[Image said to be from 2006]
A friend passed along an article yesterday from the UK Times, which reported that the United States “was secretly flying unmanned drones from the Shamsi airbase in Pakistan’s southwestern province of Balochistan as early as 2006, according to two images of the base taken from Google Earth.” The pictures, first obtained by The News, show an unidentified flying strip in Balochistan — bearing the coordinates of 27 degrees 51 minutes North, 65 degrees and 10 minutes East — “proof that Pakistani ground was being used,” reported the news agency. The Times noted that they also obtained copies of the images [which are no longer on the Google Earth website] and confirmed that the coordinates match up with the Shamsi base, “also known as Bandari, about 200 miles southwest of the Pakistani city of Quetta.”
In the first image, believed to be from 2006, there are three drones visible, [see above]. However, although The News identified the drones as Global Hawks, which are used only for reconnaissance, The Times cited Damian Kemp, an aviation editor with Jane’s Defense Weekly, who said the drones’ wingspan appears to be 48-50 ft. He noted, “The wingspan of an MQ1 Predator A model is 55ft. On this basis it is possible that these are Predator-As…hey are certainly not RQ-4A Global Hawks (which have a wingspan of 116ft 2in).” In fact, according to a report last month in Jane’s World Air Forces, “Pakistan’s only drones are Italian Galileo Falcos, which were delivered in 2007.”
[Current image of the airbase]
The second image, [believed to be from 2009, see above] “undoubtedly shows the same airstrip as the image from 2006.” According to The Times, “There are no visible drones, but it does show that several new buildings and other structures have been erected since 2006, including what appears to be a hangar large enough to fit three drones. Perimeter defenses — apparently made from the same blast-proof barriers used at U.S. and Nato bases in Afghanistan — have also been set up around the hangar.”
The Times UK noted in its coverage:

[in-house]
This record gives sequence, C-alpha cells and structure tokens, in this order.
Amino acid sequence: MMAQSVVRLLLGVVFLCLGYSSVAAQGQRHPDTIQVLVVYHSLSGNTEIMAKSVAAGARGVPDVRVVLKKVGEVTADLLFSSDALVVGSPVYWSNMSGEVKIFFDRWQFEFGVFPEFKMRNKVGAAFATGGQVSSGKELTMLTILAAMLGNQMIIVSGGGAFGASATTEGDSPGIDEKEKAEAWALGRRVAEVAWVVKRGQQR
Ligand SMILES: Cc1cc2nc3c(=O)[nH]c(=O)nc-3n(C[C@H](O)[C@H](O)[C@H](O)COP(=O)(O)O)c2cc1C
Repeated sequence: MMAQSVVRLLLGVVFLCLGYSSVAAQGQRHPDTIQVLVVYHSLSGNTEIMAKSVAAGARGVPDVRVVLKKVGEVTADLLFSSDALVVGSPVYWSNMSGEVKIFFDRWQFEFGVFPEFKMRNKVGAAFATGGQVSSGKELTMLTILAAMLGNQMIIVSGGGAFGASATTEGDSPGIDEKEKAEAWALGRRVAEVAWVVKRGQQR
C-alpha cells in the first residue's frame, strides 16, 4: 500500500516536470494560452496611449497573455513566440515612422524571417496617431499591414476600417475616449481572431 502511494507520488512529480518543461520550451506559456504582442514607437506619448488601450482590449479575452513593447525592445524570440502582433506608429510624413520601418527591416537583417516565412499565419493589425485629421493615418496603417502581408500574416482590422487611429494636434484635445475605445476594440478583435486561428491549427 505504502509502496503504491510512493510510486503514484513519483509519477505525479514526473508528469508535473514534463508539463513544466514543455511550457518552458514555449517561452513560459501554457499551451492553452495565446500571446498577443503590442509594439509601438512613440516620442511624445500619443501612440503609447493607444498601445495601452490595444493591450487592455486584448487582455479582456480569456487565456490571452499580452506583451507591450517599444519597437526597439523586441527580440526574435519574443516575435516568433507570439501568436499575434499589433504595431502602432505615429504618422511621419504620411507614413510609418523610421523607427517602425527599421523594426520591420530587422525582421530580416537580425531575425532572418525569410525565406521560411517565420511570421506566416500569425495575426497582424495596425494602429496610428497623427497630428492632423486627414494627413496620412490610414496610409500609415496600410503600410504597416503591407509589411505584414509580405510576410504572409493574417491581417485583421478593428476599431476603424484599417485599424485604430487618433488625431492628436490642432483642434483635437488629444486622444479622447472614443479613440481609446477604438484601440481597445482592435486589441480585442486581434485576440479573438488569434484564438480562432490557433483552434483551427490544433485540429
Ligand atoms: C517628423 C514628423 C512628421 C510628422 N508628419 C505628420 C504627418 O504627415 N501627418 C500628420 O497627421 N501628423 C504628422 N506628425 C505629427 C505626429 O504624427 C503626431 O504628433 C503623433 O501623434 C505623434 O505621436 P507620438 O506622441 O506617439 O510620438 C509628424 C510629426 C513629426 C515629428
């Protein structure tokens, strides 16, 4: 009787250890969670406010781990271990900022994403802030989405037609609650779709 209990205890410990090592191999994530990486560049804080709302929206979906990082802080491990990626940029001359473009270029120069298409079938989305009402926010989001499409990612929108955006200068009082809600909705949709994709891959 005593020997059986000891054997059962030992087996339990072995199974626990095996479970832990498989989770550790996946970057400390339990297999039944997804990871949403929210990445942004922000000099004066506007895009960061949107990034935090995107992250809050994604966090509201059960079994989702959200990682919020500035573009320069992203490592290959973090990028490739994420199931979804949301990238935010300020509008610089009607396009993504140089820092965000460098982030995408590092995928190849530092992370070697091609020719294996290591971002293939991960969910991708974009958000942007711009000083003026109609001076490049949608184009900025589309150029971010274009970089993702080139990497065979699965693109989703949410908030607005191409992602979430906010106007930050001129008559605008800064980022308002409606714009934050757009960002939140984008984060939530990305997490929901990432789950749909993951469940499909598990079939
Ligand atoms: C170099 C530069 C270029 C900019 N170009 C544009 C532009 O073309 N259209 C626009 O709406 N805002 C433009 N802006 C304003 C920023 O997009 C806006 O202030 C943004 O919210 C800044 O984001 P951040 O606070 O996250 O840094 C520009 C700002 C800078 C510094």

U.S. special forces used the airbase during the invasion of Afghanistan in 2001, but the Pakistani Government said in 2006 that the Americans had left. Both sides have since denied repeatedly that Washington has used, or is using, Pakistani bases to launch drones. Pakistan has also demanded that the U.S. cease drone attacks on its tribal area, which have increased over the last year, allegedly killing several “high-value” targets as well as many civilians. The Google Earth image now suggests that the U.S. began launching Predators from Shamsi — built by Arab sheiks for falconry trips — at least three years ago.
This explanation seems to fall in line with U.S. Senator Feinstein‘s comments last week [thanks for the link Heather], when the chairwoman of the Senate Intelligence Committee said that unmanned Predator aircraft operating in Pakistan are flown from an air base in that country, suggesting a much deeper U.S.-Pakistan relationship than has previously been disclosed. In a CS Monitor blog yesterday, entitled, “Oops! Pakistan condemns US’s drone attacks (but also hosts them),” Issam Ahmed noted the Google Earth revelation is likely to infuriate opposition groups, as well as embarrass the Pakistani government. That is probably an understatement given how politically sensitive the rise in drone attacks has been. So far, the U.S. embassy has declined to comment on the images, while Maj. Gen. Athar Abbas, Pakistan’s chief military spokesman, admitted on Tuesday that U.S. forces were using Shamsi, but only for logistics.
The developments are shocking, no question. But it also leads me to ponder the power of technology today. While it may allow for a greater transparency of information [which can be good or bad depending on who you talk to], it seems to also play an increasingly important role in conflict. Not long ago, I read that Google Earth was playing an unlikely role in Iraq, helping people survive sectarian violence in Baghdad. Several websites were reportedly set up using maps of various neighborhoods so Baghdadis could avoid running into death squads. The technology has also been used for ulterior purposes. Iraqi insurgents, for instance, were known to use the technology to plan their attacks. The Indian government also claimed the Mumbai attackers had used Google Earth to familiarize themselves with their targets.
Here’s another technology-related note: in a unique study published by the MIT International Review, geographers found that simple facts, publicly available satellite imagery and fundamental principles of geography place Osama bin Laden in one of three buildings in the northwest Pakistan town of Parachinar, in the Kurram tribal region near the border with Afghanistan. John Agnew, a UCLA geography professor and co-author of the study noted, “We believe our work represents the first scientific approach to establishing bin Laden’s current location. The methods are repeatable and could easily be updated with new information obtained by the U.S. intelligence community.”
Somehow I think that if Al Qaeda monitors the media, [which they do] making such revelations public may not be the best way to capture OBL. Just a thought.
**Teeth Maestro also blogged about the Google Earth imagery, click here.